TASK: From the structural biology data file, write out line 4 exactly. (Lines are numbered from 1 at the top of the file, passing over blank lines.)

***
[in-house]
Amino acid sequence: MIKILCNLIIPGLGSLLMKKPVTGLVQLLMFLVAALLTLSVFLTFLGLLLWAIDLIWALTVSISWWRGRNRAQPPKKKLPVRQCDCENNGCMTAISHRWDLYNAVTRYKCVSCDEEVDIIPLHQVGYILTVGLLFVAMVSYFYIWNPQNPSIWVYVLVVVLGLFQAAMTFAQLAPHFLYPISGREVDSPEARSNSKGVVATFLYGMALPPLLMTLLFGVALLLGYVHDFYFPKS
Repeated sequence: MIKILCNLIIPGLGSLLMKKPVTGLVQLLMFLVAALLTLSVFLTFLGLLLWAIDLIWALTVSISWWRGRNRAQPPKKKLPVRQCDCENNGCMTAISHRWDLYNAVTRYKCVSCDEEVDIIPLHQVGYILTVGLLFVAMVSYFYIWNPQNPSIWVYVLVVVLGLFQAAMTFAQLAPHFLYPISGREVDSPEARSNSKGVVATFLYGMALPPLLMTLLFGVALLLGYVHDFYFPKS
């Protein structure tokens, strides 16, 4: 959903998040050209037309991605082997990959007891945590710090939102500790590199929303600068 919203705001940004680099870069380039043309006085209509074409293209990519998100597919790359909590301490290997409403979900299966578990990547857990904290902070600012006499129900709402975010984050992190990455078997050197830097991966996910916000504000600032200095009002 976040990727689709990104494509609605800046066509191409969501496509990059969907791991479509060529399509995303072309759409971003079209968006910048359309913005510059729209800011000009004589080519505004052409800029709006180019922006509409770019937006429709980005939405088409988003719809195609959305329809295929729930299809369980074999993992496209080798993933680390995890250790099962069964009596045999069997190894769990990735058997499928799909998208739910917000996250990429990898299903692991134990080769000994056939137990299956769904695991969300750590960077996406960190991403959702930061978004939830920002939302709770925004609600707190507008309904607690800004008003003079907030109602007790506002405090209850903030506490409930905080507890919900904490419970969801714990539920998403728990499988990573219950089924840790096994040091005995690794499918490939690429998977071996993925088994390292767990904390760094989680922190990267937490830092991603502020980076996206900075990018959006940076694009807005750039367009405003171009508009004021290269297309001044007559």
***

């Protein structure tokens, strides 16, 4: 959903998040050209037309991605082997990959007891945590710090939102500790590199929303600068 919203705001940004680099870069380039043309006085209509074409293209990519998100597919790359909590301490290997409403979900299966578990990547857990904290902070600012006499129900709402975010984050992190990455078997050197830097991966996910916000504000600032200095009002 976040990727689709990104494509609605800046066509191409969501496509990059969907791991479509060529399509995303072309759409971003079209968006910048359309913005510059729209800011000009004589080519505004052409800029709006180019922006509409770019937006429709980005939405088409988003719809195609959305329809295929729930299809369980074999993992496209080798993933680390995890250790099962069964009596045999069997190894769990990735058997499928799909998208739910917000996250990429990898299903692991134990080769000994056939137990299956769904695991969300750590960077996406960190991403959702930061978004939830920002939302709770925004609600707190507008309904607690800004008003003079907030109602007790506002405090209850903030506490409930905080507890919900904490419970969801714990539920998403728990499988990573219950089924840790096994040091005995690794499918490939690429998977071996993925088994390292767990904390760094989680922190990267937490830092991603502020980076996206900075990018959006940076694009807005750039367009405003171009508009004021290269297309001044007559």